There has been a lot of buzz surrounding the recent Social Security retirement strategy changes, since the enactment of the Bipartisan Budget Act of 2015. As with any wide-reaching law change such as this, it can take time for governmental agencies to formulate and release guidelines for us to follow.
InvestmentNews.com posted an article on 2/19/16 summarizing how the file-and-suspend strategy is changing and when it will phase out. Those who are age 66 and older by April 29th can still take advantage of this strategy, if it is appropriate.
We always suggest our clients consult with a local Social Security office, or a Social Security retirement strategies specialist to closely analyze all Social Security benefit options. You can find an advisor who has completed special certifications and education by going to the National Social Security Association, or we can refer you to a local firm specializing in this area.
Please read the article below…
Social Security issues new file-and-suspend guidelines
By: Mary Beth Franklin – 2/19/16
Link to the original article on InvestmentNews.com is here
The Social Security Administration finally issued an emergency message late Thursday night detailing new rules that wipe out the file-and-suspend claiming strategy for future retirees.
Anyone who is 66 or older and submits a request to file and suspend their retirement benefits by April 29, 2016, will be able to take advantage of current rules that allow a worker to trigger auxiliary benefits for a spouse or dependent child while the worker’s own benefits continue to grow up until age 70. The official deadline of April 29 is one day earlier than previously reported.
Requests to file and suspend benefits submitted by April 29 also allow a worker to request a lump sum payout of suspended benefits instead of earning delayed retirement credits. No lump sum payout will be permitted for requests to file and suspend on or after April 30, 2016.
The change is the result of the Bipartisan Budget Act of 2015 that President Barack Obama signed into law late last year.
“Individuals who have already requested or who request voluntary suspend before April 30, 2016, are not affected by the changes,” the agency said in the emergency message to its field offices. The Social Security Administration said it will honor requests that were submitted before the deadline even if the agency processes the request after the deadline.
In the future, the only reason to file and suspend would be to earn delayed retirement credits of 8% per year up to age 70. For example, someone who collected reduced retirement benefits at 62 may want to suspend their benefits at 66—and collect nothing up to age 70—in order to increase their future monthly benefits.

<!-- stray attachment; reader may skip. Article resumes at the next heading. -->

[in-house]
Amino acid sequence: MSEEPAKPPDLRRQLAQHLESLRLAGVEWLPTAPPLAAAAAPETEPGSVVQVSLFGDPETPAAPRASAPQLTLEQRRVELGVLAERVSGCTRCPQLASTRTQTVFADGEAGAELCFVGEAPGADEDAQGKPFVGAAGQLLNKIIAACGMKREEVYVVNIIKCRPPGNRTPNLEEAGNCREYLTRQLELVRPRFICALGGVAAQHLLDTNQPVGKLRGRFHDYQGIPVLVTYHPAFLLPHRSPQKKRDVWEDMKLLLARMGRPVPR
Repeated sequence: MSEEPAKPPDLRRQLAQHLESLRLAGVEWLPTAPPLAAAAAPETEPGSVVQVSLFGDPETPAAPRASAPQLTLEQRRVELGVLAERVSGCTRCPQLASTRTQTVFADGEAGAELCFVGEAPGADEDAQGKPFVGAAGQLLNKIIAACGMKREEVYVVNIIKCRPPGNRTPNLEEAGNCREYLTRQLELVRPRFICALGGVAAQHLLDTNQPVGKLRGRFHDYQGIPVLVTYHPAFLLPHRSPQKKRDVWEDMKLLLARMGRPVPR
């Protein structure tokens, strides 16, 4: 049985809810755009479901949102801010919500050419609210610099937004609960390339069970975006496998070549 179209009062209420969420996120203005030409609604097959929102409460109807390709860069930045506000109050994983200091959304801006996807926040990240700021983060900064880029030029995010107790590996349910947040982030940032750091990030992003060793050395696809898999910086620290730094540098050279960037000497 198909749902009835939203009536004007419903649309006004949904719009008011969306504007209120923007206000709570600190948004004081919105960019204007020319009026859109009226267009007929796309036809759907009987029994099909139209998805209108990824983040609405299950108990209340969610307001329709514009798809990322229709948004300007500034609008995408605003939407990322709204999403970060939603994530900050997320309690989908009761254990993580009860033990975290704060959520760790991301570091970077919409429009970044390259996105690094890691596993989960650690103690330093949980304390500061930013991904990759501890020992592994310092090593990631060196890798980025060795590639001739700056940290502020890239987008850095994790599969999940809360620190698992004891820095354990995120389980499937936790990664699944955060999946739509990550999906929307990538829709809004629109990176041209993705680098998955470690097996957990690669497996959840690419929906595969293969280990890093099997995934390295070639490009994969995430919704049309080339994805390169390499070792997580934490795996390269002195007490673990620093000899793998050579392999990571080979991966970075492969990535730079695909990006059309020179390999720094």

Beginning April 30, one spouse would actually have to collect his or her retirement benefits in order for the other spouse to be able to collect a spousal benefit which is worth up to half of the worker’s full retirement age amount. Divorced spouses who were married at least 10 years and who are currently single can still collect benefits on their ex-spouse’s earnings record even if their former spouse files and suspends after the deadline.
The agency offered several examples of how the new file-and-suspend rule will be applied.
For example, an individual who turns 66 in May 2016 could request to suspend his benefits in May. The suspension would take effect the following month. In December 2016, he experiences a life-altering event and wants to reinstate his benefits back to June 2016. Prior to the law change, he would have been eligible for a lump sum payment back to June 2016. But under the new law, the earliest he can resume his benefits is January 2017, the month after his request. He will not be eligible for a lump sum payment.
In another example, the agency said a worker, age 67, has a spouse and disabled adult child entitled to benefits on her earning record. She requests to suspend her benefits in June 2016 so she can accrue delayed retirement credits. Her benefits will be suspended in July and payments to her spouse and child will also cease. Prior to the new legislation, the spouse and child would have continued receiving benefits during the suspension.
Under current law, anyone who requests to file and suspend their retirement benefits can still receive a portion of their benefits as a spouse if those auxiliary benefits are larger than their own. But under the new law, anyone who requests to file and suspend his retirement benefit will not be able to collect excess auxiliary benefits.
For example, a worker who is age 66 requests to suspend her retirement benefits in July 2016. She is also entitled to spouse’s benefit on her husband’s record. Social Security will suspend her benefits as well as her excess spouse’s benefits on her husband’s earnings’ record. Prior to the new legislation, she would have been able to receive the excess spouse’s payment during the suspension period.
The new law does not change survivor benefits. Retirement benefits and survivor benefits represents two different pots of money. Someone who is entitled to retirement benefits on their own record as well as benefits as a surviving spouse or surviving divorced spouse can still choose to collect one type of benefit first and switch to the other later if it would result in a larger benefit.
However, the emergency message seems to suggest that if someone suspends his or her retirement benefits, they would not be able to collect excess survivor benefits during the suspension period. “Any number holder who has requested voluntary suspension of his or her benefits will not be able to collect excess auxiliary benefits (including widows/widowers) on anyone’ else’s record,” the document said.